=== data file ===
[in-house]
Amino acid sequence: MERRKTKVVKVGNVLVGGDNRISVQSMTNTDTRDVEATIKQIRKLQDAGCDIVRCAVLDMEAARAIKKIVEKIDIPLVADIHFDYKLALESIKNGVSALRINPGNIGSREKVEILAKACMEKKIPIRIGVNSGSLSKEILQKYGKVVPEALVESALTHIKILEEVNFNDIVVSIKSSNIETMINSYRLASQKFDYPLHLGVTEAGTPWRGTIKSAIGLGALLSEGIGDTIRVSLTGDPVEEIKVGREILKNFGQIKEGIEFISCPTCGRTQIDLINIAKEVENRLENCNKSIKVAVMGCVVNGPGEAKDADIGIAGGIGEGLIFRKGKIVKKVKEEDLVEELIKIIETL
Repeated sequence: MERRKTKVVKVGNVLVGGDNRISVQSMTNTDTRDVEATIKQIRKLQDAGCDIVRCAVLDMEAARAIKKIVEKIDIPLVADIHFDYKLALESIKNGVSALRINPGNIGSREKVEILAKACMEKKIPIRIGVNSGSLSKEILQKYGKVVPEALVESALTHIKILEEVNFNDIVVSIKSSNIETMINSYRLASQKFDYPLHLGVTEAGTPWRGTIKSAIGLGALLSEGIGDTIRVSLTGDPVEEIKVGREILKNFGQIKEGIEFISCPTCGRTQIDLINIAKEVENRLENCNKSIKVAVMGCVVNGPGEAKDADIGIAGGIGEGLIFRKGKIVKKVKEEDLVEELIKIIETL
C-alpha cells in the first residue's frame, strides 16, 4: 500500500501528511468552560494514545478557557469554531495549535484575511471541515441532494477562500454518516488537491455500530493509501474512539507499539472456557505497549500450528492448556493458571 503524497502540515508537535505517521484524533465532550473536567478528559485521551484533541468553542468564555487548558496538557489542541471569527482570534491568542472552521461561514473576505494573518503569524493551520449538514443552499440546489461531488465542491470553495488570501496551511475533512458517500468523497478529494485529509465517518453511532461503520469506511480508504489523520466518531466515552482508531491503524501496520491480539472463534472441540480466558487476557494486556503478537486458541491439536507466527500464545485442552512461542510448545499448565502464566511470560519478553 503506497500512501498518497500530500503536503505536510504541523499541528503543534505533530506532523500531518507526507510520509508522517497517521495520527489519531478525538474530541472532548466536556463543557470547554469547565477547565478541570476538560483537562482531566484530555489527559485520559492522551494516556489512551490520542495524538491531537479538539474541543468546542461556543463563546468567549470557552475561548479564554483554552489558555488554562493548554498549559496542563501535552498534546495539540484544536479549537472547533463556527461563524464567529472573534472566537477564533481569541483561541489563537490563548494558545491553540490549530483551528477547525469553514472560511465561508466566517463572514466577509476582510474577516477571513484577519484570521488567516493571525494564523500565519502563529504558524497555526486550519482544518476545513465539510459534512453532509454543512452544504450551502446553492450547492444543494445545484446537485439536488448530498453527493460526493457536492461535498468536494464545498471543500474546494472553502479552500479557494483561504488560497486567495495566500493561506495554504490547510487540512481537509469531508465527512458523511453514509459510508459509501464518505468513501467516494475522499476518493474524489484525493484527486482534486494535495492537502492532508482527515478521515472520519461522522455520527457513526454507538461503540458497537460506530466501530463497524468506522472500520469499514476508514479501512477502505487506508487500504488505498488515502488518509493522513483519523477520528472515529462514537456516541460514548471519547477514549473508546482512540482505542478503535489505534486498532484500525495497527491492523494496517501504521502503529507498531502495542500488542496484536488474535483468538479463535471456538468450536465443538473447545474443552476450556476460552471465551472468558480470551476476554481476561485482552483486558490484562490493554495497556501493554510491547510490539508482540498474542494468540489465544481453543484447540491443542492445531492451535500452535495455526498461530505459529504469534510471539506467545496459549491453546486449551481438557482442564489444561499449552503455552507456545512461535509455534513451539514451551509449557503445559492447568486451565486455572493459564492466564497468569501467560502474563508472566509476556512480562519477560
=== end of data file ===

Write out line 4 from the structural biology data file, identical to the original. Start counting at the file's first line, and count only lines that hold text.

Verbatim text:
C-alpha cells in the first residue's frame, strides 16, 4: 500500500501528511468552560494514545478557557469554531495549535484575511471541515441532494477562500454518516488537491455500530493509501474512539507499539472456557505497549500450528492448556493458571 503524497502540515508537535505517521484524533465532550473536567478528559485521551484533541468553542468564555487548558496538557489542541471569527482570534491568542472552521461561514473576505494573518503569524493551520449538514443552499440546489461531488465542491470553495488570501496551511475533512458517500468523497478529494485529509465517518453511532461503520469506511480508504489523520466518531466515552482508531491503524501496520491480539472463534472441540480466558487476557494486556503478537486458541491439536507466527500464545485442552512461542510448545499448565502464566511470560519478553 503506497500512501498518497500530500503536503505536510504541523499541528503543534505533530506532523500531518507526507510520509508522517497517521495520527489519531478525538474530541472532548466536556463543557470547554469547565477547565478541570476538560483537562482531566484530555489527559485520559492522551494516556489512551490520542495524538491531537479538539474541543468546542461556543463563546468567549470557552475561548479564554483554552489558555488554562493548554498549559496542563501535552498534546495539540484544536479549537472547533463556527461563524464567529472573534472566537477564533481569541483561541489563537490563548494558545491553540490549530483551528477547525469553514472560511465561508466566517463572514466577509476582510474577516477571513484577519484570521488567516493571525494564523500565519502563529504558524497555526486550519482544518476545513465539510459534512453532509454543512452544504450551502446553492450547492444543494445545484446537485439536488448530498453527493460526493457536492461535498468536494464545498471543500474546494472553502479552500479557494483561504488560497486567495495566500493561506495554504490547510487540512481537509469531508465527512458523511453514509459510508459509501464518505468513501467516494475522499476518493474524489484525493484527486482534486494535495492537502492532508482527515478521515472520519461522522455520527457513526454507538461503540458497537460506530466501530463497524468506522472500520469499514476508514479501512477502505487506508487500504488505498488515502488518509493522513483519523477520528472515529462514537456516541460514548471519547477514549473508546482512540482505542478503535489505534486498532484500525495497527491492523494496517501504521502503529507498531502495542500488542496484536488474535483468538479463535471456538468450536465443538473447545474443552476450556476460552471465551472468558480470551476476554481476561485482552483486558490484562490493554495497556501493554510491547510490539508482540498474542494468540489465544481453543484447540491443542492445531492451535500452535495455526498461530505459529504469534510471539506467545496459549491453546486449551481438557482442564489444561499449552503455552507456545512461535509455534513451539514451551509449557503445559492447568486451565486455572493459564492466564497468569501467560502474563508472566509476556512480562519477560